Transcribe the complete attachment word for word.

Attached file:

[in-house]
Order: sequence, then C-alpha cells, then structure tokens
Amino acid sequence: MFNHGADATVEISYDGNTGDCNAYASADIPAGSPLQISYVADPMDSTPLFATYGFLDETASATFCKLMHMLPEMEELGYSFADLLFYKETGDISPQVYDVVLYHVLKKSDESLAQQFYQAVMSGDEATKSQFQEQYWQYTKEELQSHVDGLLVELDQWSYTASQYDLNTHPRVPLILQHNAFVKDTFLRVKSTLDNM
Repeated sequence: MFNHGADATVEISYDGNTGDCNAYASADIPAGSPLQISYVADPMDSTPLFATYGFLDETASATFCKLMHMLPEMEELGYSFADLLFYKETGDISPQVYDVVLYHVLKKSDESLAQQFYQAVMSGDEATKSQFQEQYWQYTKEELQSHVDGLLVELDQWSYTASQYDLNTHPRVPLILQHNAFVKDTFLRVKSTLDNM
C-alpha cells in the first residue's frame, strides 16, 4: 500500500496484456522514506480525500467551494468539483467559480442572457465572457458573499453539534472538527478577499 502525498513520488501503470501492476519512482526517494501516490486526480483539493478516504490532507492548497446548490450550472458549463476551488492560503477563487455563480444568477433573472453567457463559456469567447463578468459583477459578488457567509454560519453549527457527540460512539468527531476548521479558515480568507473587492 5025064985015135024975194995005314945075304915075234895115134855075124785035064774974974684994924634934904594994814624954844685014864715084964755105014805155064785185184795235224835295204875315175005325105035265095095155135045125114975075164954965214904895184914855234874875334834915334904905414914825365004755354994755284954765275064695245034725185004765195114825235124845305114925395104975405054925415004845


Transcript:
[in-house]
Order: sequence, then C-alpha cells, then structure tokens
Amino acid sequence: MFNHGADATVEISYDGNTGDCNAYASADIPAGSPLQISYVADPMDSTPLFATYGFLDETASATFCKLMHMLPEMEELGYSFADLLFYKETGDISPQVYDVVLYHVLKKSDESLAQQFYQAVMSGDEATKSQFQEQYWQYTKEELQSHVDGLLVELDQWSYTASQYDLNTHPRVPLILQHNAFVKDTFLRVKSTLDNM
Repeated sequence: MFNHGADATVEISYDGNTGDCNAYASADIPAGSPLQISYVADPMDSTPLFATYGFLDETASATFCKLMHMLPEMEELGYSFADLLFYKETGDISPQVYDVVLYHVLKKSDESLAQQFYQAVMSGDEATKSQFQEQYWQYTKEELQSHVDGLLVELDQWSYTASQYDLNTHPRVPLILQHNAFVKDTFLRVKSTLDNM
C-alpha cells in the first residue's frame, strides 16, 4: 500500500496484456522514506480525500467551494468539483467559480442572457465572457458573499453539534472538527478577499 502525498513520488501503470501492476519512482526517494501516490486526480483539493478516504490532507492548497446548490450550472458549463476551488492560503477563487455563480444568477433573472453567457463559456469567447463578468459583477459578488457567509454560519453549527457527540460512539468527531476548521479558515480568507473587492 5025064985015135024975194995005314945075304915075234895115134855075124785035064774974974684994924634934904594994814624954844685014864715084964755105014805155064785185184795235224835295204875315175005325105035265095095155135045125114975075164954965214904895184914855234874875334834915334904905414914825365004755354994755284954765275064695245034725185004765195114825235124845305114925395104975405054925415004845